With private school application deadlines looming, I’m racing to get a few more private school tour notes posted. I just added notes on San Francisco Friends School and Presidio Hill School to the database. (I also hope I can get write-ups together on French American International and Chinese American International early this week, but may run out of time.)
In putting together these notes, I found myself left with a few broader questions. Both Friends and PHS are schools that emphasize project-based learning. I didn’t toured every private PBL school in San Francisco (you’ll see the list of private schools we toured and why here), but we did visit a few. After these tours, I definitely have a much better understanding of PBL. But I’d also like to hear thoughts from parents who are either currently in PBL schools, or who decided to go in another direction.
First, for context, here are some vignettes from our tours of PHS and Friends. As you’ll see, I had clearer impressions from some classroom visits than I did others.
- In the second-grade classroom, students had chosen a medieval theme for the year, complete with a castle built at one end of the room. During our visit, the kids were working on writing “flipped” fairy tales, or retellings of traditional versions. Many students were busy scribbling -- one girl, for example, was crafting a story about a witch who used her broom to sweep floors instead of ride through the skies. A few boys, though, were doodling or drawing pictures instead of writing. It was hard to tell if they were being given a chance to express a different learning preference, or if they just weren’t engaged in the assignment.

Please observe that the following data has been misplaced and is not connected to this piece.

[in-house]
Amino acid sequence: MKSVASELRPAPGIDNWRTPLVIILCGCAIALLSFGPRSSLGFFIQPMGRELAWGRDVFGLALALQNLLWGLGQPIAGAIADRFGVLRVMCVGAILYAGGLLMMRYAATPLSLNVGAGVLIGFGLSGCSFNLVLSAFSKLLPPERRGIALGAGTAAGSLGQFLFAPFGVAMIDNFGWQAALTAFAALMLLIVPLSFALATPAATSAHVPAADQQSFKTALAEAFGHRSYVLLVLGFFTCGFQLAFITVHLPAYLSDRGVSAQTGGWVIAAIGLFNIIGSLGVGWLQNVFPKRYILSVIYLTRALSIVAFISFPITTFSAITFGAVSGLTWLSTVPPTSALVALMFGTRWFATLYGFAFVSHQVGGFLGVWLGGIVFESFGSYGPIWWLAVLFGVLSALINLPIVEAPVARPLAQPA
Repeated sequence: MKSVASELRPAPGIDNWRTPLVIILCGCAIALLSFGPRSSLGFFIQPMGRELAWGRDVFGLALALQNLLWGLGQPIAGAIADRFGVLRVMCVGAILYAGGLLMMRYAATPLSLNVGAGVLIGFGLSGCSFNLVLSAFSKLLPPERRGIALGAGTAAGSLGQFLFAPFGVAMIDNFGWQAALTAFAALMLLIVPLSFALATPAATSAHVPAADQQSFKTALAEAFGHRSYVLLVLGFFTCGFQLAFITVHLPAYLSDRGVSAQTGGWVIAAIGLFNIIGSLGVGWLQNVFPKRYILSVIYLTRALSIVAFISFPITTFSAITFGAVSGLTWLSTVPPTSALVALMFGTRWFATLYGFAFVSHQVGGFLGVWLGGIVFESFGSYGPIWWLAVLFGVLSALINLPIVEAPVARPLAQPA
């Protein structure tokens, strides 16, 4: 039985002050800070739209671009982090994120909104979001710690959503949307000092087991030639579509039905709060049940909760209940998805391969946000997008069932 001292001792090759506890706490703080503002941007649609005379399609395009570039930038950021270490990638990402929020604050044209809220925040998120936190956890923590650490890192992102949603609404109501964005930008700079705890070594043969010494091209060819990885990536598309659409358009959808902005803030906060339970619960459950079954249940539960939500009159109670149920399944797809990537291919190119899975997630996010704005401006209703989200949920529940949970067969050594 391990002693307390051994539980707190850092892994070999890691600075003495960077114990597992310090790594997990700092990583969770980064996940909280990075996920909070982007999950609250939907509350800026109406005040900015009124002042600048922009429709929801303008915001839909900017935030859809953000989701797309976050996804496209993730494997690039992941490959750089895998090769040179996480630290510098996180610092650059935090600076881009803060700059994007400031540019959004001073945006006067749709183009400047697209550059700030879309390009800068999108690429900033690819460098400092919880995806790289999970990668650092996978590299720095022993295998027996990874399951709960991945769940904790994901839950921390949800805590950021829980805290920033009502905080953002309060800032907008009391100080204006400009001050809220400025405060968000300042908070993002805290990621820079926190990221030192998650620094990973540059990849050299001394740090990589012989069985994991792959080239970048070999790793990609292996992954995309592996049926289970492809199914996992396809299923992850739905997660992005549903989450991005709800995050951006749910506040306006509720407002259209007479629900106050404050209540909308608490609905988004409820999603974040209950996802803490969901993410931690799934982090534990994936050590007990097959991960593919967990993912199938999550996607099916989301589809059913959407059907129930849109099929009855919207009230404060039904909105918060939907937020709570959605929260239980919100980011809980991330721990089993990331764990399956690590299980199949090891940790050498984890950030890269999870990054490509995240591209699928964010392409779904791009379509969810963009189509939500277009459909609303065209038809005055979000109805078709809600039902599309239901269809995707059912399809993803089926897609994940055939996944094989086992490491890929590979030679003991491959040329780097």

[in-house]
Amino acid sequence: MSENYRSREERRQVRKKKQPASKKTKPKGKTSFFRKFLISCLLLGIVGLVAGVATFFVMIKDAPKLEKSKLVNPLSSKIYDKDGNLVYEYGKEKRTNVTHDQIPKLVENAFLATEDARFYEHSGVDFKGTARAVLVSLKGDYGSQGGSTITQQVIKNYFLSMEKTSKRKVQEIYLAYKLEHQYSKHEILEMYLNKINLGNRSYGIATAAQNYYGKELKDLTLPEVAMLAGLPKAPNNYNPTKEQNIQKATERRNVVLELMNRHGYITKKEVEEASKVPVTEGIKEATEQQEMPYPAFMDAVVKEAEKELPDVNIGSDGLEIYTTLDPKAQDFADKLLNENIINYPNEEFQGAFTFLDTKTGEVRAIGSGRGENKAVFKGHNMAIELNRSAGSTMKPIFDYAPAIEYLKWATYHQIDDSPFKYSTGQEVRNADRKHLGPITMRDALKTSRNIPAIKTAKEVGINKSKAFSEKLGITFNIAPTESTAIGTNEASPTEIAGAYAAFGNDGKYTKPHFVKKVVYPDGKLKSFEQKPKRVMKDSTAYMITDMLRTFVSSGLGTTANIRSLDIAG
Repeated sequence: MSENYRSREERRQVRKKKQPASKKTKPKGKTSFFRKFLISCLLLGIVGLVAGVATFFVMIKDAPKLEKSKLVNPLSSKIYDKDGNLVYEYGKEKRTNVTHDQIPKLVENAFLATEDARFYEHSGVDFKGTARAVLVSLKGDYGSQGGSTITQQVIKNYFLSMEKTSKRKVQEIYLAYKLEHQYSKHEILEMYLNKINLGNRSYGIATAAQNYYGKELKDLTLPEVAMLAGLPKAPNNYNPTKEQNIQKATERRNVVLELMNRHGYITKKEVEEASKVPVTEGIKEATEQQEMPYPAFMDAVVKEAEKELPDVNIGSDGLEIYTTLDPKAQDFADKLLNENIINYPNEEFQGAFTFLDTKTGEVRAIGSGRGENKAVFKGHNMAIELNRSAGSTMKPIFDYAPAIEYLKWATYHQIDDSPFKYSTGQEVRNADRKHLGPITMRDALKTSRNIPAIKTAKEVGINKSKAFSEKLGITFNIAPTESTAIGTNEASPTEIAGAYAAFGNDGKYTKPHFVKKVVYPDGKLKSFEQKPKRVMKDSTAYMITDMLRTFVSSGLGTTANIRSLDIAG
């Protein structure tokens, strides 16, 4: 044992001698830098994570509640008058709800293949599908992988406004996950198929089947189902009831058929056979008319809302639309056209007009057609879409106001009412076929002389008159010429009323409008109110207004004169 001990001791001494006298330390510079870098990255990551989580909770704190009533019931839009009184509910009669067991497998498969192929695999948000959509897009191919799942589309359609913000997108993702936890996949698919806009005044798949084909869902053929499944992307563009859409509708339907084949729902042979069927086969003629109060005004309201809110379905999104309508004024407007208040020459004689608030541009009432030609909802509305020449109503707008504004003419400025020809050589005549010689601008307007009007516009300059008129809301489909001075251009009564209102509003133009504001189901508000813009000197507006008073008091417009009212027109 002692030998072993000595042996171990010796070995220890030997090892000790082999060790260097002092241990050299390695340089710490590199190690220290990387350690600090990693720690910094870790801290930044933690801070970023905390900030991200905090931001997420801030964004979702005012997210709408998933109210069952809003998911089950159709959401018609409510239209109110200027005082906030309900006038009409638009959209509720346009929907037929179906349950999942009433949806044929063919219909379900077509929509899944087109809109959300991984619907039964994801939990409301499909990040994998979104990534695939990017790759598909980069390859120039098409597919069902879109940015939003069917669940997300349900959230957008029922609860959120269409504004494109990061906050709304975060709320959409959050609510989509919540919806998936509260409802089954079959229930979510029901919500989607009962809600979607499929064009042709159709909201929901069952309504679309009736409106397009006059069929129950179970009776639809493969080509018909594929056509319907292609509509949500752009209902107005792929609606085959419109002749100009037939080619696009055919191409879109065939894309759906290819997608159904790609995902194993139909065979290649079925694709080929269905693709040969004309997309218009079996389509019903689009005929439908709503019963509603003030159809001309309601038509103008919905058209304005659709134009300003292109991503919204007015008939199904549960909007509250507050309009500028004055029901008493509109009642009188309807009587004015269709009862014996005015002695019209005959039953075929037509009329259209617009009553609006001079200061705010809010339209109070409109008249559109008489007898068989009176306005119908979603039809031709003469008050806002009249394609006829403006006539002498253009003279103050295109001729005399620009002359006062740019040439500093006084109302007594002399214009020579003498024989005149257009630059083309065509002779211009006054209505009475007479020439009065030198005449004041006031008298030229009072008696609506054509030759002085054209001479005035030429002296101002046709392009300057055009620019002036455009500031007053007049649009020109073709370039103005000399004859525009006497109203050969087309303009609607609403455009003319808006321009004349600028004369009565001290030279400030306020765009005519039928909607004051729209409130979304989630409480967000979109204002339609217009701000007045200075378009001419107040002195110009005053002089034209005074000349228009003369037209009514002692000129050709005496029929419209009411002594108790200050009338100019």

- In a fifth-grade math room, students were working on multiplication by looking at a screen projection showing a problem and three solutions. None of the solutions provided the exact answer. Instead, the class was being asked to say which was the closest answer, and why. The students were all engaged in the discussion – no one seemed lost or checked out.
- In the middle school science lab, students were learning about homeostatis by putting ice cubes in water and then using a mix of heat, water, and more ice to keep the temperature at a constant state for 20 minutes. The kids were all engaged, laughing, breaking up big chunks of ice with a hammer, and busily checking their thermometers and timers.
- In a kindergarten room, students were working on their “magic letters.” As their teacher explained it, the class had been assigned a few letters of the alphabet that day – C, O, and Q. Then they started working with those letters, laying them out with sticks, writing them in the air, writing them on each other’s backs, and then finally writing them on paper. The kids were working enthusiastically and having a great time.
- In a middle school math classroom, the students were working on fractions by building bridges out of popsicle sticks and rubber bands. One explained to us that the bridges would later be tested for their weight-bearing capacity as a demonstration of ratios and denominators. Some of the kids, though, didn’t seem focused on the task at hand, and were talking among themselves about other things. The teacher also didn't seem directly engaged in the activity, and was instead sitting up at the front of the classroom working on a laptop. Overall, I didn’t get a clear sense of exactly what was being taught, how the topic was being taught at that time, or if all the students were involved.
I’m not presenting these vignettes as total representations of these schools. Instead, I’m offering them as a way to get perspectives on project-based learning. In some of the above, I got a good sense of the educational dynamic. In others, it was less clear.
Parents with kids in PBL schools, what has your experience been? How do PBL schools stand out? How do you measure what your kids have learned, and what have you found important? Or, if you chose a different type of school, why?
While the above examples reflect Friends and PHS, perspectives from other private PBL schools are definitely welcome. It'd also be great to hear from parents with children in public schools with PBL programs, such as SF Community, Creative Arts Charter, and Clarendon.